Objective: To inform the debate about managed care by examining how different types of private insurance-indemnity insurance, PPOs, open model HMOs, and closed model HMOs-affect the use of health services and consumer assessments of care.
Data sources/data collection: The 1996-1997 Community Tracking Study Household Survey, a nationally representative telephone survey of households, and the Community Tracking Study Insurance Followback Survey, a supplement to the Household Survey, which asks insurance organizations to match household respondents to specific insurance products. The analysis sample includes 27,257 nonelderly individuals covered by private insurance.
Study design: Based on insurer reports, individuals are grouped into one of the four insurance product types. Measures of service use include ambulatory visits, preventive care use, hospital use, surgeries, specialist use, and whether there is a usual source of care. Consumer assessments of care include unmet or delayed care needs, satisfaction with health care, ratings of the last physician visit, and trust in physicians. Estimates are adjusted to control for differences in individual characteristics and location.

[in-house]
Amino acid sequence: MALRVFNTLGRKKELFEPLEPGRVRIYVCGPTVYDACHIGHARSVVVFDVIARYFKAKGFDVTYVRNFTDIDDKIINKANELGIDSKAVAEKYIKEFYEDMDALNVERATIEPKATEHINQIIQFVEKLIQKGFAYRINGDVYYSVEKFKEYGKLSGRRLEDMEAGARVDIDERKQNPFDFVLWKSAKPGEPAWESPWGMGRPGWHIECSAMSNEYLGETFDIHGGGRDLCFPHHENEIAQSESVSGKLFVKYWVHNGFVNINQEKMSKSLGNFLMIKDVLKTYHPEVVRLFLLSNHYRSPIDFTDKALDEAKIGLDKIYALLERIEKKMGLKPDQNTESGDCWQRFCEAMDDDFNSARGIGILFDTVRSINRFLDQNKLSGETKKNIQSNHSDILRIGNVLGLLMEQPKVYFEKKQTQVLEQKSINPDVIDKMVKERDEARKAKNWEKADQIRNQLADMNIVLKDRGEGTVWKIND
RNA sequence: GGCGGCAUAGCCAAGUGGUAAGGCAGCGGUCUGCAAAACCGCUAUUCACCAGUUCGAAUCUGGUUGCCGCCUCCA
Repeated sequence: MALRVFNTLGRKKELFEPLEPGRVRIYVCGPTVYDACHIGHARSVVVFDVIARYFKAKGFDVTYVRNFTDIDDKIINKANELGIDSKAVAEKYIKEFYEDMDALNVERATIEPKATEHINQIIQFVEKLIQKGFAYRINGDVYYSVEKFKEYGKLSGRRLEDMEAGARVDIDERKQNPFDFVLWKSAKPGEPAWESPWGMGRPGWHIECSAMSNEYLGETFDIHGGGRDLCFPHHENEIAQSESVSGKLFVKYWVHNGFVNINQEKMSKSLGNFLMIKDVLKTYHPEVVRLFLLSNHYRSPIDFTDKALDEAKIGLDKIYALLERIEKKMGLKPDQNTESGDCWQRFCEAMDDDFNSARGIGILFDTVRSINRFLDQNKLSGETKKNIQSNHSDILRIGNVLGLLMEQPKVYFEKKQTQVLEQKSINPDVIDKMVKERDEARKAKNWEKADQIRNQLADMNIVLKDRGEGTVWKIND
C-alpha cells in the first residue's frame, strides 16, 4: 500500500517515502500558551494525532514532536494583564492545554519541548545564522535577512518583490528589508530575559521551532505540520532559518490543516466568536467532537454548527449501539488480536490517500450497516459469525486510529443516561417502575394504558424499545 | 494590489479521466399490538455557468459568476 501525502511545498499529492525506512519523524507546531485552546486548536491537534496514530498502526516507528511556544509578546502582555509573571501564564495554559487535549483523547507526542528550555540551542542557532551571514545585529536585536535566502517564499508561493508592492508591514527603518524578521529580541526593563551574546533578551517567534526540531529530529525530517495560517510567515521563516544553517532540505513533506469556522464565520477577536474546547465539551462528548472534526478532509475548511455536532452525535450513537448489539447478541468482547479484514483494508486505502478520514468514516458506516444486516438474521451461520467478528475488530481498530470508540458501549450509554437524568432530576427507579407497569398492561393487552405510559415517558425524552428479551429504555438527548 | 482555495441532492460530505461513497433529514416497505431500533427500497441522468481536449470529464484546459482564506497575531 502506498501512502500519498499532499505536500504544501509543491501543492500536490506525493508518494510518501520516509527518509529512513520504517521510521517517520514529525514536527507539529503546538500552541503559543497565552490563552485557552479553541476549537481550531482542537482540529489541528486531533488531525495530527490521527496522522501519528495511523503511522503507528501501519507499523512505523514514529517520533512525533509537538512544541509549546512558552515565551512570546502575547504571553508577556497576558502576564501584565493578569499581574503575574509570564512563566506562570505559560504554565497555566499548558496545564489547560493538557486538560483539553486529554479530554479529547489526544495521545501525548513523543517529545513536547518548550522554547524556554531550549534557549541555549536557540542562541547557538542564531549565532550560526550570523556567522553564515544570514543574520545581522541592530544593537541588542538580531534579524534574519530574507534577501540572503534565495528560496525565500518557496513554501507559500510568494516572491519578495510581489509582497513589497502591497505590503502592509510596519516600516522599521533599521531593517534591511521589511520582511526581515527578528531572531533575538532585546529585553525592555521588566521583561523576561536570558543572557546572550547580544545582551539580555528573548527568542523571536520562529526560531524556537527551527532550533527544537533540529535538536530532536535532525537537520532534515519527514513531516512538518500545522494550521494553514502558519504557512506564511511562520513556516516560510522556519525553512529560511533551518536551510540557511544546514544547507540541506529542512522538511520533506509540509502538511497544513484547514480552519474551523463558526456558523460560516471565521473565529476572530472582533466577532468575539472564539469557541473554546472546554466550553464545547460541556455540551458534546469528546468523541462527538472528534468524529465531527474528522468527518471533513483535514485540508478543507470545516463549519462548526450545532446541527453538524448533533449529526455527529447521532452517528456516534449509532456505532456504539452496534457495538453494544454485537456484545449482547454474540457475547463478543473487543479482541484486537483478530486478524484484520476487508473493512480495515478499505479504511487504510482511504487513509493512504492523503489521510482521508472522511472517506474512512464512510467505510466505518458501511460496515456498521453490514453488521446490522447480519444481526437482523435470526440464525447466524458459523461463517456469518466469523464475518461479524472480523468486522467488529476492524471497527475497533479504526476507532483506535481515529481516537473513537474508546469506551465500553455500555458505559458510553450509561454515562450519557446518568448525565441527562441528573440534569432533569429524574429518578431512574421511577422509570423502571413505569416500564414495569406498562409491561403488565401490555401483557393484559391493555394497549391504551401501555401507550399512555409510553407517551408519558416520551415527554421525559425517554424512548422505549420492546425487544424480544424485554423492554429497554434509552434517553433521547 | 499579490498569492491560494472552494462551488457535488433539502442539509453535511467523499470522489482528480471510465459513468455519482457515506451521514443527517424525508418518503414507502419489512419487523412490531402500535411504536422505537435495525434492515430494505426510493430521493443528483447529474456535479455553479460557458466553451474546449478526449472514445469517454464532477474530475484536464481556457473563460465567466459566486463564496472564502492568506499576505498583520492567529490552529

Principal findings: As one moves from indemnity insurance to PPOs to open model HMOs to closed model HMOs, use of primary care increases modestly but use of specialists is reduced. Few differences are observed in other areas of service use, such as preventive care, hospital use, and surgeries. The likelihood of having unmet or delayed care does not vary by insurance type, but the reasons that underlie such access problems do vary: enrollees in more managed products are less likely to cite financial barriers to care but are more likely to perceive problems in provider access, convenience, and organizational factors. Consumer assessments of care-including satisfaction with care, ratings of the last physician visit, and trust in physicians-are generally lower under more managed products, particularly closed model HMOs.
Conclusions: The type of insurance that people have-not just whether it is managed care but the type of managed care-affects their use of services and their assessments of the care they receive. Consumers and policymakers should be reminded that managed care encompasses a variety of types of insurance products that have different effects and may require different policy responses.